The mission of the National Milk Bank is to provide premature and critically-ill babies with the best possible nutrition for survival and healthy development. If you are interested in donating or wish to learn more, click on the links above.

How long can you store breastmilk?

Monday, August 13th, 2012

bottle-feedingAs every breastfeeding mom will tell you, breastmilk is precious and you want to keep it around as long as it’s safe to do so. You can keep pumped breastmilk in the refrigerator or freezer in either bottles or bags made just for storing breastmilk. It doesn’t last forever, so be sure to write the date on the container before you store it. So, how long will it last?

• In the refrigerator (temperature must be 32-39 degrees F), breastmilk can be kept for 5-8 days.
• If stored in the freezer inside your refrigerator, it will keep for two weeks.
• If your refrigerator has a freezer with a separate door (top, bottom or side-by-side), it will keep 3-6 months.
• If you have a separate, stand-alone freezer, breastmilk will keep for 6-12 months.

When you’re ready to use it, thaw and warm the milk. Don’t put it in the microwave because it can get too hot in there. Instead, put a bag or bottle of frozen milk under cold running water. To warm milk, put the bottle or bag under hot running water or in a bowl of warm water. Shake the bottle or bag to even out the temperature throughout the container. Be sure to put a drop or two of milk on the inside of your wrist to test the temperature before giving it to your baby.

Is your baby getting enough milk?

Monday, June 11th, 2012

breastfeeding37468747_thmSince, unlike with a bottle, you can’t see what a breastfeeding baby is taking in, lots of new moms wonder if their baby is getting enough milk. Your body is pretty amazing. As you breastfeed, your body learns when your newborn needs more milk and, for most women, will make the exact amount your baby needs.

Feed your baby when she is hungry. For most newborns, this is about eight to 12 times over a 24 hour period, which averages out to about every two to three hours. But keep in mind that every baby is different and yours may want to feed more or less often than that. And as your baby grows, her feeding patterns may change, and she may wait longer between feedings.

Most babies feed for 15 to 30 minutes at a time at one breast. It’s OK if your baby takes more or less time. When she is finished with one breast, burp her and then switch to feed her from the other breast. It’s OK if she really isn’t hungry for more from the other breast – let her be the judge. Just be sure to start her on that other breast at the next feeding.

But what if you’re still not sure that she’s getting enough? She is getting enough if:

• She is gaining weight
• She is making six to eight wet diapers a day by the time she is five to seven days old.

If you’re still worried, here are some signs of infant dehydration:

• Not having a wet diaper for at least five or six hours.
• Urine that is darker in color and has a strong odor
• Dryness of the mouth and tongue.
• Crying without tears.
• Acting unusually cranky or sleepy
• A sunken appearance to the eyes, cheeks or fontanels.

If you think there is a possibility that your baby might be dehydrated, call her health care provider right away. He may want to see her to make sure all is well.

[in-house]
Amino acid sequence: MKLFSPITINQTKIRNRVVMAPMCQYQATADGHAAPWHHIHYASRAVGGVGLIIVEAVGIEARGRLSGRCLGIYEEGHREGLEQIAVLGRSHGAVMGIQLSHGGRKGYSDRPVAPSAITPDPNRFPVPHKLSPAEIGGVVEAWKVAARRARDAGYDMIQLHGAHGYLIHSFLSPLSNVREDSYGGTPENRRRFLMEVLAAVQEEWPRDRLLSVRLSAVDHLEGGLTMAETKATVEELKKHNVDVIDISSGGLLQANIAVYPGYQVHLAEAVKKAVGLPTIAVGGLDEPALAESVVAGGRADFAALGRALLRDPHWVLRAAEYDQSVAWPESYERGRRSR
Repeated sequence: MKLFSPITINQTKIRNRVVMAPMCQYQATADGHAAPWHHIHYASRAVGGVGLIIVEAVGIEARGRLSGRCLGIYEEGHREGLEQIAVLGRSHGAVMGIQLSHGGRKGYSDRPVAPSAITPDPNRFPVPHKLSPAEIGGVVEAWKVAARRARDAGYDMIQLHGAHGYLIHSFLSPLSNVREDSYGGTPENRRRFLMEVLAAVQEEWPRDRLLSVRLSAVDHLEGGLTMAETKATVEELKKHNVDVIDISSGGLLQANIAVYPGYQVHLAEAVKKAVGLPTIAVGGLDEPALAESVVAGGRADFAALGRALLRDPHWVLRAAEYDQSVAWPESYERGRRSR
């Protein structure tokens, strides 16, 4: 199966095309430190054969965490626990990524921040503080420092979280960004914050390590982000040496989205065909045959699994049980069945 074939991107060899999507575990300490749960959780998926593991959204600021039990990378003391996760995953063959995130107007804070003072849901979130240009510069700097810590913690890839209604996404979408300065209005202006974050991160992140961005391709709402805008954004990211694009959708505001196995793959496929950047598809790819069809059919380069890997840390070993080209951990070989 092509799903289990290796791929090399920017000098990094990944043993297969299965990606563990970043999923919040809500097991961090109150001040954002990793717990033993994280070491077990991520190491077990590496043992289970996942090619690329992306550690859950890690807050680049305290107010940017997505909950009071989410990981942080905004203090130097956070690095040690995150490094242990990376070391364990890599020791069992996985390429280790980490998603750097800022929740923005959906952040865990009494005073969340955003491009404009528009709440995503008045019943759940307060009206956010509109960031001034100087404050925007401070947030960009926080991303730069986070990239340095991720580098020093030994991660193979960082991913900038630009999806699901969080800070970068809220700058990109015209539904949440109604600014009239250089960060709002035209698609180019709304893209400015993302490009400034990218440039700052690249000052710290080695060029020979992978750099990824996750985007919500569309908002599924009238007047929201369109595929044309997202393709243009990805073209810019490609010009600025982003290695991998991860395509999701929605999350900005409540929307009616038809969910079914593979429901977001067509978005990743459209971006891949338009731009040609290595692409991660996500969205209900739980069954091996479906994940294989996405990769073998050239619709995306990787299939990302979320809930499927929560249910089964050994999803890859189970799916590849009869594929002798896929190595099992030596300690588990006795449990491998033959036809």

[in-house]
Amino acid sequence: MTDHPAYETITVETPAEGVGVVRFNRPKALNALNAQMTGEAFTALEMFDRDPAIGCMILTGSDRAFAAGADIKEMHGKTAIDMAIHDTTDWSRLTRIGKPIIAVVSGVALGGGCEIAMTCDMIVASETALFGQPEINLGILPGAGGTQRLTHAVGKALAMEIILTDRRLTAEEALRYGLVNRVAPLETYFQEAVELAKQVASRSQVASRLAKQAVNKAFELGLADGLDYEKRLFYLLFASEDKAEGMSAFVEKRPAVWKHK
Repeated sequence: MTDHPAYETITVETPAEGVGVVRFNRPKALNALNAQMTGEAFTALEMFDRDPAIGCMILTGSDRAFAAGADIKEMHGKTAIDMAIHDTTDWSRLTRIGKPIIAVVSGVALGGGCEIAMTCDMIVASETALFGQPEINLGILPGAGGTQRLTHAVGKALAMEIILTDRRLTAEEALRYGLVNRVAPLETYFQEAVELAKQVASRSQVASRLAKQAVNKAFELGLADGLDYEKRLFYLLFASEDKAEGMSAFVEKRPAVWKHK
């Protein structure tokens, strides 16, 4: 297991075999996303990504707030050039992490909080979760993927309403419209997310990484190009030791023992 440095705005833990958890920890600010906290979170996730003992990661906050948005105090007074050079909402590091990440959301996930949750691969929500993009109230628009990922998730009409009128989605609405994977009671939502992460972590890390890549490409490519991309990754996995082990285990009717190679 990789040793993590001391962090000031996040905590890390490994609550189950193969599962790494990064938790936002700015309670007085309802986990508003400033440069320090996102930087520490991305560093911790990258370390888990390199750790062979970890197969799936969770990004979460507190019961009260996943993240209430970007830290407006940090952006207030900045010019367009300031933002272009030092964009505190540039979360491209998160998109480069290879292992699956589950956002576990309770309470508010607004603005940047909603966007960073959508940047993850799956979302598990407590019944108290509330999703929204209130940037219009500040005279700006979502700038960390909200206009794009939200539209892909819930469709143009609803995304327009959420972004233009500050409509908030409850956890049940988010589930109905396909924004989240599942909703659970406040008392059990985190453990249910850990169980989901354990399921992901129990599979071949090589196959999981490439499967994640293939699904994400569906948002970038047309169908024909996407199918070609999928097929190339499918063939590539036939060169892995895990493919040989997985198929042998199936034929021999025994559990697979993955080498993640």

Breast pumps – buy or borrow?

Friday, September 16th, 2011

Mothers who are returning to work or school usually need a breast pump. How often you’ll need to pump milk depends on whether you’re feeding your baby only breastmilk or if you’re switching between breastmilk and formula.

There are a variety of pumps available. Women who pump infrequently often prefer manual pumps, while working women commonly like electric double pumps because they shorten the time it takes to use them. There are “open system” and “closed system” pump designs. In both designs, breastmilk flows through the breast shields and tubing and is deposited into containers. In an “open” system, it is possible for some milk to come in contact with parts of the machine.  In a “closed” system, none of the breastmilk can enter the machine, so it is safe for several women to use it by simply changing the shields, tubing and containers. A lactation consultant can help you evaluate your needs and choose wisely.

Shop around until you find the pump that works best for you. Prices for breast pumps vary depending on their features. Be sure to compare costs. Some health insurance companies help pay for a breast pump. Find out if your insurance covers the purchase of a breast pump. Many women will add a breast pump to their baby shower registry so that a few friends can pitch in together. But don’t forget that you will also need to purchase bags or bottles to store the pumped breastmilk.

You may also want to think about renting a breast pump. For many families, this is a cost-effective solution. If you choose to go this route, make sure you rent a “closed” system pump. Talk to your health provider or hospital staff for more information about where to rent a pump. Reusing a friend’s pump is safe, too, as long as you buy new accessories (tubing, storage bags, bottles, nipples). Talk to your health care provider if you’re interested in this option.

The breastfeeding doll

Thursday, July 21st, 2011

The March of Dimes is pro-breastfeeding, no two ways about it. Breast milk is the best food for most babies. We do recognize, however, that there are women who cannot or choose not to breastfeed and they should never be thought of as less than good mothers because of this. But we have been pleased to see the growing numbers of women who choose to breastfeed, even when they return to work.

That being said, there’s a lot of debate about something I saw on the news the other night. There is a new doll coming to the American market called The Breast Milk Baby which is aimed at teaching little girls how to breastfeed. The doll is made in Spain by Berujan Toys. It comes with a special halter top that has two flowers where nipples would be. When a little girl puts on the top and holds the baby doll up near the flowers, it makes suckling sounds. The company says it’s a great way for girls to play and learn, it’s fun and educational. We give little girls baby bottles with their dolls, why not this?

The March of Dimes does not endorse or recommend products. I’m writing about this simply to generate a discussion. While this doll appears to be very popular in Europe, it’s running into some controversy here. What do you think?